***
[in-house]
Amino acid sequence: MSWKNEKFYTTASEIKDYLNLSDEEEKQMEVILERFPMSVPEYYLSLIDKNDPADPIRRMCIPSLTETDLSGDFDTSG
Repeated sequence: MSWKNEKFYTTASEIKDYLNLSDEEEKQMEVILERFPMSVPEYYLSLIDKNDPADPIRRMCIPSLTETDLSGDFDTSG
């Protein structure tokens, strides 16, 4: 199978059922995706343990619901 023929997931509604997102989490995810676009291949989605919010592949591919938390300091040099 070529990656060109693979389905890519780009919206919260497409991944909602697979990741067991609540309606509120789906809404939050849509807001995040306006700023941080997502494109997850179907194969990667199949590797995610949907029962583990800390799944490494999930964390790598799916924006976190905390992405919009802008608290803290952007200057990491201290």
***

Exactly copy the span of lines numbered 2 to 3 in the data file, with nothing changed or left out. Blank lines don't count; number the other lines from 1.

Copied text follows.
Amino acid sequence: MSWKNEKFYTTASEIKDYLNLSDEEEKQMEVILERFPMSVPEYYLSLIDKNDPADPIRRMCIPSLTETDLSGDFDTSG
Repeated sequence: MSWKNEKFYTTASEIKDYLNLSDEEEKQMEVILERFPMSVPEYYLSLIDKNDPADPIRRMCIPSLTETDLSGDFDTSG